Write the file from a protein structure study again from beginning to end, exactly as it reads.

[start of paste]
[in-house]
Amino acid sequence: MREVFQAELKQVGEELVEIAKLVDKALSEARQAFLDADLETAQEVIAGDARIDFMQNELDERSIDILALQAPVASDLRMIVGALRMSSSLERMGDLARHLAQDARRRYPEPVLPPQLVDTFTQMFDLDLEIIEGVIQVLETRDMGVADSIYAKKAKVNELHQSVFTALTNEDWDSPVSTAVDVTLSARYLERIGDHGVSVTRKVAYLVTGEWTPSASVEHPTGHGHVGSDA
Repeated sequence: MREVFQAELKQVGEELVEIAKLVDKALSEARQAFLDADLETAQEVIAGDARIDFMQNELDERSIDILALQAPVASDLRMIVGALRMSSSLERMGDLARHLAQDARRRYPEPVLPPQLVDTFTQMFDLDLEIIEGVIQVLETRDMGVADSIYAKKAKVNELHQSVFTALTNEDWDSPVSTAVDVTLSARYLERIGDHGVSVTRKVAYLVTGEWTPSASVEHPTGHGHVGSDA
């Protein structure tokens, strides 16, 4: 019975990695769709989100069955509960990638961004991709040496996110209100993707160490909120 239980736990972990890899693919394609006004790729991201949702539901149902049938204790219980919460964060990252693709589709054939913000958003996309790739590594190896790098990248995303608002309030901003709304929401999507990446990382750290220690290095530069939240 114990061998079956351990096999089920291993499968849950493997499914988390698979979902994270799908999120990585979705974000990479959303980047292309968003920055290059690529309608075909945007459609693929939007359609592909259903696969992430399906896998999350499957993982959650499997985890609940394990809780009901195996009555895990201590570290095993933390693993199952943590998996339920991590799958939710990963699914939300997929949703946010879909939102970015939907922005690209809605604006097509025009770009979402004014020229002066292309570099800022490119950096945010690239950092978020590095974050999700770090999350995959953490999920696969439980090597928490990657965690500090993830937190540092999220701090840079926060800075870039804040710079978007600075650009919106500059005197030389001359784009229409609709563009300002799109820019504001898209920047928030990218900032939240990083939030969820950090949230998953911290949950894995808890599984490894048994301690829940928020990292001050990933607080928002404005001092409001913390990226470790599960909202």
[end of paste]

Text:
[in-house]
Amino acid sequence: MREVFQAELKQVGEELVEIAKLVDKALSEARQAFLDADLETAQEVIAGDARIDFMQNELDERSIDILALQAPVASDLRMIVGALRMSSSLERMGDLARHLAQDARRRYPEPVLPPQLVDTFTQMFDLDLEIIEGVIQVLETRDMGVADSIYAKKAKVNELHQSVFTALTNEDWDSPVSTAVDVTLSARYLERIGDHGVSVTRKVAYLVTGEWTPSASVEHPTGHGHVGSDA
Repeated sequence: MREVFQAELKQVGEELVEIAKLVDKALSEARQAFLDADLETAQEVIAGDARIDFMQNELDERSIDILALQAPVASDLRMIVGALRMSSSLERMGDLARHLAQDARRRYPEPVLPPQLVDTFTQMFDLDLEIIEGVIQVLETRDMGVADSIYAKKAKVNELHQSVFTALTNEDWDSPVSTAVDVTLSARYLERIGDHGVSVTRKVAYLVTGEWTPSASVEHPTGHGHVGSDA
């Protein structure tokens, strides 16, 4: 019975990695769709989100069955509960990638961004991709040496996110209100993707160490909120 239980736990972990890899693919394609006004790729991201949702539901149902049938204790219980919460964060990252693709589709054939913000958003996309790739590594190896790098990248995303608002309030901003709304929401999507990446990382750290220690290095530069939240 114990061998079956351990096999089920291993499968849950493997499914988390698979979902994270799908999120990585979705974000990479959303980047292309968003920055290059690529309608075909945007459609693929939007359609592909259903696969992430399906896998999350499957993982959650499997985890609940394990809780009901195996009555895990201590570290095993933390693993199952943590998996339920991590799958939710990963699914939300997929949703946010879909939102970015939907922005690209809605604006097509025009770009979402004014020229002066292309570099800022490119950096945010690239950092978020590095974050999700770090999350995959953490999920696969439980090597928490990657965690500090993830937190540092999220701090840079926060800075870039804040710079978007600075650009919106500059005197030389001359784009229409609709563009300002799109820019504001898209920047928030990218900032939240990083939030969820950090949230998953911290949950894995808890599984490894048994301690829940928020990292001050990933607080928002404005001092409001913390990226470790599960909202």